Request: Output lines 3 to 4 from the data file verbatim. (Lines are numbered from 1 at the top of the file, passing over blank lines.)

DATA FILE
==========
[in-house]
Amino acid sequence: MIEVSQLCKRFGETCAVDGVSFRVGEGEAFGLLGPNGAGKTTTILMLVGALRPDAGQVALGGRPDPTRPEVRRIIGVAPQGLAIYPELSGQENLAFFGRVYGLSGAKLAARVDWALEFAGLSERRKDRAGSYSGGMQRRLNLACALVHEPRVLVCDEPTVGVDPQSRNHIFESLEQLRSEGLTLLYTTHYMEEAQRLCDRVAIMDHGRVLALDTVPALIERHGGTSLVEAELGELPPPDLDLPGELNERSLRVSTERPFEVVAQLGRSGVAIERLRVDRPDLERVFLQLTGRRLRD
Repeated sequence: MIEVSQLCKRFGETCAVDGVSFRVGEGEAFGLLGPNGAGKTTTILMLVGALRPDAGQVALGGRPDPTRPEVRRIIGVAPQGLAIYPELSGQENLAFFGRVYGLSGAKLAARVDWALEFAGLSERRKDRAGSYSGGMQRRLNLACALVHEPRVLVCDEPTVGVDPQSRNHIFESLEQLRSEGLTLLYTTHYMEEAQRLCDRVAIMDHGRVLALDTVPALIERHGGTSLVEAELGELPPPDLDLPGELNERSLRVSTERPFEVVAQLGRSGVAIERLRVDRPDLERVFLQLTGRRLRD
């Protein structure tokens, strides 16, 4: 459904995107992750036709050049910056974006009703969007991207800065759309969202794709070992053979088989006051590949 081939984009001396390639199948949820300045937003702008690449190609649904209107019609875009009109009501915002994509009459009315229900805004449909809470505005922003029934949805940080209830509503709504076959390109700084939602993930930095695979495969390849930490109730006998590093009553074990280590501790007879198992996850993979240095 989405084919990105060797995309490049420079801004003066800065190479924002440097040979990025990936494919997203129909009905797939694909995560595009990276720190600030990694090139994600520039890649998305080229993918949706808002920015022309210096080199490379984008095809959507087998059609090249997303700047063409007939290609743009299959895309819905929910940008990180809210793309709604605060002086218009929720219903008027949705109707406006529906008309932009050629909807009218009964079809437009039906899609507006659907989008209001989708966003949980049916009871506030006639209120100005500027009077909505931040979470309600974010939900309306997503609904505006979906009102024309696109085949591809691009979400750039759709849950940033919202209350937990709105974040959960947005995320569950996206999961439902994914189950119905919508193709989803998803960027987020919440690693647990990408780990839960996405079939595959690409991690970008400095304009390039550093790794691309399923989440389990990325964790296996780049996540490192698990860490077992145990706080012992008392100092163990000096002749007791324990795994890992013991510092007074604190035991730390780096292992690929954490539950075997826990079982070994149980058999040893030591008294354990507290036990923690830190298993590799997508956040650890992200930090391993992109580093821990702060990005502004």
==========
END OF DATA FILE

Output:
Repeated sequence: MIEVSQLCKRFGETCAVDGVSFRVGEGEAFGLLGPNGAGKTTTILMLVGALRPDAGQVALGGRPDPTRPEVRRIIGVAPQGLAIYPELSGQENLAFFGRVYGLSGAKLAARVDWALEFAGLSERRKDRAGSYSGGMQRRLNLACALVHEPRVLVCDEPTVGVDPQSRNHIFESLEQLRSEGLTLLYTTHYMEEAQRLCDRVAIMDHGRVLALDTVPALIERHGGTSLVEAELGELPPPDLDLPGELNERSLRVSTERPFEVVAQLGRSGVAIERLRVDRPDLERVFLQLTGRRLRD
């Protein structure tokens, strides 16, 4: 459904995107992750036709050049910056974006009703969007991207800065759309969202794709070992053979088989006051590949 081939984009001396390639199948949820300045937003702008690449190609649904209107019609875009009109009501915002994509009459009315229900805004449909809470505005922003029934949805940080209830509503709504076959390109700084939602993930930095695979495969390849930490109730006998590093009553074990280590501790007879198992996850993979240095 989405084919990105060797995309490049420079801004003066800065190479924002440097040979990025990936494919997203129909009905797939694909995560595009990276720190600030990694090139994600520039890649998305080229993918949706808002920015022309210096080199490379984008095809959507087998059609090249997303700047063409007939290609743009299959895309819905929910940008990180809210793309709604605060002086218009929720219903008027949705109707406006529906008309932009050629909807009218009964079809437009039906899609507006659907989008209001989708966003949980049916009871506030006639209120100005500027009077909505931040979470309600974010939900309306997503609904505006979906009102024309696109085949591809691009979400750039759709849950940033919202209350937990709105974040959960947005995320569950996206999961439902994914189950119905919508193709989803998803960027987020919440690693647990990408780990839960996405079939595959690409991690970008400095304009390039550093790794691309399923989440389990990325964790296996780049996540490192698990860490077992145990706080012992008392100092163990000096002749007791324990795994890992013991510092007074604190035991730390780096292992690929954490539950075997826990079982070994149980058999040893030591008294354990507290036990923690830190298993590799997508956040650890992200930090391993992109580093821990702060990005502004």